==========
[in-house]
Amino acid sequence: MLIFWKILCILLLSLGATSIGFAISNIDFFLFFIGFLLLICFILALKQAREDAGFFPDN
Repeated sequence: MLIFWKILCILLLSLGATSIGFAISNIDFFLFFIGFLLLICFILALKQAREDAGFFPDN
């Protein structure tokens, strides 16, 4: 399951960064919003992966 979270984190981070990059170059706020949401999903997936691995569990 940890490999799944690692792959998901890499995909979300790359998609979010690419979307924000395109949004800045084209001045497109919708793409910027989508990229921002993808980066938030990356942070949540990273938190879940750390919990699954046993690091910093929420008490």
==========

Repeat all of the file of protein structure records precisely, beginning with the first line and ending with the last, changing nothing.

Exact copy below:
[in-house]
Amino acid sequence: MLIFWKILCILLLSLGATSIGFAISNIDFFLFFIGFLLLICFILALKQAREDAGFFPDN
Repeated sequence: MLIFWKILCILLLSLGATSIGFAISNIDFFLFFIGFLLLICFILALKQAREDAGFFPDN
């Protein structure tokens, strides 16, 4: 399951960064919003992966 979270984190981070990059170059706020949401999903997936691995569990 940890490999799944690692792959998901890499995909979300790359998609979010690419979307924000395109949004800045084209001045497109919708793409910027989508990229921002993808980066938030990356942070949540990273938190879940750390919990699954046993690091910093929420008490």